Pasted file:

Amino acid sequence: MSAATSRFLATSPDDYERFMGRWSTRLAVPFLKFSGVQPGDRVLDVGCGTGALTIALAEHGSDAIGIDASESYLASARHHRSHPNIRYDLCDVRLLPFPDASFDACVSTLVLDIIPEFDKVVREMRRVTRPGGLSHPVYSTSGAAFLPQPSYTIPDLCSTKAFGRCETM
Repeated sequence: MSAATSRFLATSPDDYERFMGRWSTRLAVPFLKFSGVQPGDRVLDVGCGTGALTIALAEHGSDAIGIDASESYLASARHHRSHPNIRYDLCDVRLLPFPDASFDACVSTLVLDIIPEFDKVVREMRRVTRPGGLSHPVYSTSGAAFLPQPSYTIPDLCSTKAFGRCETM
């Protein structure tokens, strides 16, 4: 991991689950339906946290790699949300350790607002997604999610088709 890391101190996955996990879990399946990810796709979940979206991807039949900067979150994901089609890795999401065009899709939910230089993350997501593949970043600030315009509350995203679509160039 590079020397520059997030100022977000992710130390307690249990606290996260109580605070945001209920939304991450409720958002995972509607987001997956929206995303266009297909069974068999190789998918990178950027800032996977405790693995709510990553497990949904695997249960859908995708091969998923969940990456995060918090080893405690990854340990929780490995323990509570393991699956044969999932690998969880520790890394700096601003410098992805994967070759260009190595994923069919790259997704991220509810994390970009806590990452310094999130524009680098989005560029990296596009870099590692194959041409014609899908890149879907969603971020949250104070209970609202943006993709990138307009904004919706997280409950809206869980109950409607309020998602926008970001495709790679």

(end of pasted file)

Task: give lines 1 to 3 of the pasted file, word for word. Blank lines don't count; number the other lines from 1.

Amino acid sequence: MSAATSRFLATSPDDYERFMGRWSTRLAVPFLKFSGVQPGDRVLDVGCGTGALTIALAEHGSDAIGIDASESYLASARHHRSHPNIRYDLCDVRLLPFPDASFDACVSTLVLDIIPEFDKVVREMRRVTRPGGLSHPVYSTSGAAFLPQPSYTIPDLCSTKAFGRCETM
Repeated sequence: MSAATSRFLATSPDDYERFMGRWSTRLAVPFLKFSGVQPGDRVLDVGCGTGALTIALAEHGSDAIGIDASESYLASARHHRSHPNIRYDLCDVRLLPFPDASFDACVSTLVLDIIPEFDKVVREMRRVTRPGGLSHPVYSTSGAAFLPQPSYTIPDLCSTKAFGRCETM
């Protein structure tokens, strides 16, 4: 991991689950339906946290790699949300350790607002997604999610088709 890391101190996955996990879990399946990810796709979940979206991807039949900067979150994901089609890795999401065009899709939910230089993350997501593949970043600030315009509350995203679509160039 590079020397520059997030100022977000992710130390307690249990606290996260109580605070945001209920939304991450409720958002995972509607987001997956929206995303266009297909069974068999190789998918990178950027800032996977405790693995709510990553497990949904695997249960859908995708091969998923969940990456995060918090080893405690990854340990929780490995323990509570393991699956044969999932690998969880520790890394700096601003410098992805994967070759260009190595994923069919790259997704991220509810994390970009806590990452310094999130524009680098989005560029990296596009870099590692194959041409014609899908890149879907969603971020949250104070209970609202943006993709990138307009904004919706997280409950809206869980109950409607309020998602926008970001495709790679």